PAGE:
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“Most workplaces today feature more open spaces and smaller, and often shared, workstations,” says Berger. “Lower or non-existent partitions, hard or glass surfaces, and thinner walls and doors create acoustic challenges that negatively affect workplace satisfaction, productivity, and speech privacy.”
The solution, he says, often comes via soundmasking, a process by which low-level, specific-frequency sound is intentionally added to the space. It works by making the intelligibility of spoken voices lower.
Many soundmasking systems use speakers at or above ceiling height, which produce a sound similar to softly blowing air, says Niklas Moeller, vice president, LogiSon Acoustic Network. Many occupants presume HVAC is its source.
“Unlike HVAC, this sound is continuous and professionally tuned to meet a particular spectrum — or ‘curve’ — that’s engineered to balance acoustic control and occupant comfort,” he notes.
Some soundmasking systems can be placed under a raised access floor and produce sound that is radiated up into the workspace. These can be tuned to bounce sound off ceiling tiles for complete coverage in the workspace, says Berger.
Specifying soundmasking requires the help of consultants to properly meet balanced acoustic control in office space. Achieving this acoustic balance isn’t easy since multiple metrics — sound transmission class, articulation index, and signal-to-noise ratio — might be used to determine the appropriate soundmasking levels and frequencies.
Soundmasking doesn’t have to be employed solely in open spaces. In some instances, use of soundmasking in closed spaces also is a viable choice. When used in closed rooms, Moeller says, a best practice is to have each room on its own control zone for volume and frequency.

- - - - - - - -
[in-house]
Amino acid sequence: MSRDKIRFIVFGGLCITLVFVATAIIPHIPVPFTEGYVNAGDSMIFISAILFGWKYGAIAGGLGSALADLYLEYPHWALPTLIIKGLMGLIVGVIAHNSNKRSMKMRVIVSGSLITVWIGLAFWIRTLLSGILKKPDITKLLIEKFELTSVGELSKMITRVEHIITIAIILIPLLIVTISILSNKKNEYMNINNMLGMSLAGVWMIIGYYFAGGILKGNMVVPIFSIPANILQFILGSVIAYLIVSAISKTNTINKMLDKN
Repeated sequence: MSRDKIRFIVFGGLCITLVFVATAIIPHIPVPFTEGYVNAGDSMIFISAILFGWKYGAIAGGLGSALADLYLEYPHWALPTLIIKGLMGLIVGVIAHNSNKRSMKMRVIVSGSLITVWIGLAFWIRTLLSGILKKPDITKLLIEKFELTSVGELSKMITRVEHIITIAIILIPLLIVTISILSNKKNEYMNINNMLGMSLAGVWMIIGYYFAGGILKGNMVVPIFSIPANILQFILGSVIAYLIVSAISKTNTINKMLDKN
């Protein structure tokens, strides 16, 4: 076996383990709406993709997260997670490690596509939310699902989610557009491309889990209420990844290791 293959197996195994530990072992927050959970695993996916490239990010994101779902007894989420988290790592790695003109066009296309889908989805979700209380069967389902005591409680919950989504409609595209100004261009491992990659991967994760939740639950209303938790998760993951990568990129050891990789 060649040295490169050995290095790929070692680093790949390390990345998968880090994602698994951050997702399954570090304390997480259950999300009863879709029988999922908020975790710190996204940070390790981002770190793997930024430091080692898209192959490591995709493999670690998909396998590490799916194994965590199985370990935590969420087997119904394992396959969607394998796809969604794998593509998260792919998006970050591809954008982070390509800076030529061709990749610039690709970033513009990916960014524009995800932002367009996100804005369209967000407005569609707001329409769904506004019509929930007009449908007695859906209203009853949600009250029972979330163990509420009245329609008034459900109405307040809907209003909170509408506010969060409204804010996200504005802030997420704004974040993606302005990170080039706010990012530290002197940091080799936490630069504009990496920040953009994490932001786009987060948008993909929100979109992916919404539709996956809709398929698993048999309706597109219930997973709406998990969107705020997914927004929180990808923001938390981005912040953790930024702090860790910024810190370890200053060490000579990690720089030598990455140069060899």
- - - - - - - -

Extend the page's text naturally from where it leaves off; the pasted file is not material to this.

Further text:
“Limiting open plan control zones to no more than three loudspeakers permits the sound produced in the space — a combination of the loudspeakers’ output and its interaction with the facility’s layout, furniture and finishings — to be finely adjusted or ‘tuned’ to an effective masking spectrum across the entire space,” Moeller says.
Be governed by need
Modern offices have zones of work space that often require separate and sometimes competing acoustical performance considerations, so facility managers need to make acoustical choices depending on how the space is being used. Inside of conference rooms, speech intelligibility should be high, while transmission of sound outside of the space should be blocked for privacy purposes. But for the bulk of office space — occupants at work stations and shared public spaces — speech intelligibility should be low.
Getting occupants to understand acoustic performance is also important. “So much of acoustics is having best performance practices,” says DeGrace. “It’s essential for occupants to understand how to use those spaces.”
It’s also essential to be specific and precise about aims for a space. “End users will say, imprecisely: ‘We have a noise problem,’ and takes a bit of time to unpack that sentiment,” Browne says.
Salenger notes that building use throughout a single day can also affect the choices made. For example, first thing in the morning, before a space truly comes up to tempo, different acoustical properties will be desired. “As the building activates in the morning, no sound masking is usually required,” she says.
The bottom line is that no facility wants occupants unproductive or uncomfortable in their space.
“It’s useful to think about the radius of distraction,” says Browne. “You’ll want to make material choices that don’t allow me to hear my neighbor’s neighbor in open office space.”
Loren Snyder, a contributing editor for Building Operating Management, is a writer who specializes in facility issues. He was formerly managing editor of Building Operating Management.
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